The 1/16” (2 mm) wide grout joint also isn’t wide enough to allow for adjustments during the installation to help compensate for dimensional tile variations and to help minimize the potential for tile lippage. The more dimension variation a tile has, the wider the grout joint should be to keep grout joints looking consistently straight and to minimize potential tile lippage. That is why you see grout joints on irregularly-sized Mexican paver tiles that are 3/4” (20 mm) wide or wider, which helps compensate for the broad variations in their dimensional sizes.
Grout joint widths
ANSI standards and the MIA state that the grout joints can never be less than 1/16” (2 mm) wide. I often see where tiles are butted together and this can lead to some serious problems. One potential problem is tile edge chatter where the edges of the tile chip because the tiles compress against each other. This is caused by normal expansion within the tiles caused by moisture or temperature fluctuations or from the dynamic building structural movements. Another potential problem with tiles butted up to each other, particularly if there aren’t adequate movement joints installed within the tile assembly, is that tiles can become debonded and tent up from the compression stresses; particularly if they are not bonded well to their substrate.
Staggered tile pattern standards
Tile warpage generally occurs at the tile corners or at the center of the tile. For that reason the ANSI A108.02 standards state for running bond tile patterns (tiles are installed in a staggered or offset pattern) using tiles where any tile side is greater than 15” (380 mm), the grout joint size shall be on average a minimum of 1/8” (4 mm) wide for rectified tiles, and a minimum of 3/16” (5 mm) wide for calibrated tiles. The grout joint width shall be increased over the minimum requirement by the amount of edge warpage on the longest edge of the tiles being installed. For example, for a rectified tile exhibiting 1/32” (1 mm) edge warpage on the longest edge of the tile, the minimum grout joint width will be 1/8” (4 mm) +1/32” (1 mm) or 5/32” (5 mm) for running bond tile patterns. Again, the wider the grout joint the more you can minimize irregularities in the tile and minimize tile lippage.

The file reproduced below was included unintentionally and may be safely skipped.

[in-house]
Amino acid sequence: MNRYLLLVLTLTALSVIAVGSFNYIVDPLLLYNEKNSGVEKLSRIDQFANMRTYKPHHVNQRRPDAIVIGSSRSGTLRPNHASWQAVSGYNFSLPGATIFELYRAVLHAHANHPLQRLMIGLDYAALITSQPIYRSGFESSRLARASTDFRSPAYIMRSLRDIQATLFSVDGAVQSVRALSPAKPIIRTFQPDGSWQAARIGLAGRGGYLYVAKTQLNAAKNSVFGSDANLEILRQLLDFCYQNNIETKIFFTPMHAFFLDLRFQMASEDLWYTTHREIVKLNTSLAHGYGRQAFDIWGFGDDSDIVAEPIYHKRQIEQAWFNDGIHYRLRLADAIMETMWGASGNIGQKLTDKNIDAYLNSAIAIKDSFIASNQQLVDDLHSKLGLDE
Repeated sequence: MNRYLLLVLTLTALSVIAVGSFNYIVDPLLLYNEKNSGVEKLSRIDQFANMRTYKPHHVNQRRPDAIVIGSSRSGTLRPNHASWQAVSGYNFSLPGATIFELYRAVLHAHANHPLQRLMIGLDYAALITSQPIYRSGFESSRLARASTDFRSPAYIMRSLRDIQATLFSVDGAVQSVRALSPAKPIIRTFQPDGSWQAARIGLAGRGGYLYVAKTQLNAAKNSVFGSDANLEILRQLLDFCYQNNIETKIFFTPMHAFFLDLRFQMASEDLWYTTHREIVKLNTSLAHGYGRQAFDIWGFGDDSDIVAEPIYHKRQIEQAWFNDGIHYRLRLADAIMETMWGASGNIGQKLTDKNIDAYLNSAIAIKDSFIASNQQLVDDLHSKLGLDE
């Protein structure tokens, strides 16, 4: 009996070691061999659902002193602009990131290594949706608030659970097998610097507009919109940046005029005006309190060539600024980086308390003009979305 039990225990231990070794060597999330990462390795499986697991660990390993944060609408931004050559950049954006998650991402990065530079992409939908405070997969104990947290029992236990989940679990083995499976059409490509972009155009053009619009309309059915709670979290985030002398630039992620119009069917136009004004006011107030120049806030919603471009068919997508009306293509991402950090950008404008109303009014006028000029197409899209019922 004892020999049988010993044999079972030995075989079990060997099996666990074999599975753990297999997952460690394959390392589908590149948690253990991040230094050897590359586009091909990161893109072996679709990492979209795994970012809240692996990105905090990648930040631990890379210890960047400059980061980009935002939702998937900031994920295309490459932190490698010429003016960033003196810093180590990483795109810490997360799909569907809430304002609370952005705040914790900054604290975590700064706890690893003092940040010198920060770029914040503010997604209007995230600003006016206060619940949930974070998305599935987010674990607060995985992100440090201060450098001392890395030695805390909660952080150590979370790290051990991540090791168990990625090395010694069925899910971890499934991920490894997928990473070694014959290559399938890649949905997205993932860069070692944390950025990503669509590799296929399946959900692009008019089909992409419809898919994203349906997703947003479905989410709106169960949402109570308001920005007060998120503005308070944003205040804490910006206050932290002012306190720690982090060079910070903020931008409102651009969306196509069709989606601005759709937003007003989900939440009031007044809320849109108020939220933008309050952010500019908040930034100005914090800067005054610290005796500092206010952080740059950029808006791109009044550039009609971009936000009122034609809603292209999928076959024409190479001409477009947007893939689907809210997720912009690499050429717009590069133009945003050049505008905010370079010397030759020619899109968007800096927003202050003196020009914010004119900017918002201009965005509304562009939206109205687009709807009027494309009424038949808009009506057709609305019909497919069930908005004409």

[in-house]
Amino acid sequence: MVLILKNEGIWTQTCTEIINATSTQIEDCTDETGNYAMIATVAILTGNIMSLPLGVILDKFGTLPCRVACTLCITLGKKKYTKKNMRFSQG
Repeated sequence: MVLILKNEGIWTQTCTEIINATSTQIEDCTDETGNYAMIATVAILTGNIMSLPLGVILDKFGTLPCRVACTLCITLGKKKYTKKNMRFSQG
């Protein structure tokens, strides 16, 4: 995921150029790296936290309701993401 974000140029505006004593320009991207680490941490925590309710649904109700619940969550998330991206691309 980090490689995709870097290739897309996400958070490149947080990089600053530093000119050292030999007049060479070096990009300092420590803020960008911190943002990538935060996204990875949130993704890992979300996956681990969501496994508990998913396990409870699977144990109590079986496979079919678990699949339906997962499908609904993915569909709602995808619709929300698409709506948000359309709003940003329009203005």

Warpage concentration limitations
Currently the ANSI A137.1 standards don’t limit how much warpage can be concentrated within certain spans of the tile. This can be problematic because the tile might not exceed the maximum allowable warpage, but its warpage could be concentrated at the tile corner or at the center of the tile, for which the tile installer can’t fully compensate. For this reason the ANSI committee is currently considering adding language to the standards to limit warpage concentration.
Staggered tile pattern limitations
Because tile warpage can be so much more problematic with tiles that are being installed in a running bond pattern, there are other limitations stated in ANSI A108.02-2013-188.8.131.52.2. This particular standard covers the compounding effects of the warpage from two adjacent tiles. It states that tiles being installed in a running bond pattern where the tile side being offset is greater than 18” (457 mm) long, the running bond offset cannot exceed 33% of the tile length, unless otherwise specified by the tile manufacturer. Mock-ups should always be required for approval prior to the tile installation to make sure that the end user understands what they are getting and to avoid any false expectations.
How to calculate allowable tile lippage
Now let’s go back to the allowable tile lippage standard that says that the allowable lippage is either 1/32” (1 mm) or 1/16” (2 mm), depending on the tile and the width of the grout joint, in addition to the inherent warpage of the tile manufactured in accordance with ANSI A137.1. Tile Council of North American (TCNA) website (www.tcnatile.com) interprets this as meaning that the inherent warpage of a particular tile is the actual warpage that the specific tile has when installed. Some people incorrectly interpret this to mean that you can take the maximum allowable warpage stated in ANSI A137.1 and add that to the respective allowable lippage value. If that were true, then in my opinion, from a standard-of-care point of view for professional tile installations, the calculated lippage would be unreasonable and excessive.
Square edge versus chamfered edge tile
Another compounding factor that can contribute to excessive tile lippage is whether the tile being installed has a sharp square-edge or if it has an arris with a slight chamfered edge. The sharp square-edge tiles are more prone to showing tile lippage and other variations, where the chamfered edge tile will be more forgiving. The chamfered edge will make the grout joint width wider at the tile surface.
Donato Pompo, CTC, CSI, CDT, MBA, is the founder of Ceramic Tile and Stone Consultants (CTaSC), and of the University of Ceramic Tile and Stone (UofCTS). He has more than 35 years of experience in the ceramic tile and stone industry from installation to distribution to manufacturing of installation products. Donato provides services in forensic investigations, quality control (QC) services for products and installation methods, training programs, testing, and onsite quality control inspection services. He received the 2012 Construction Specifier Magazine Article of the Year. Donato can be reached at [email protected]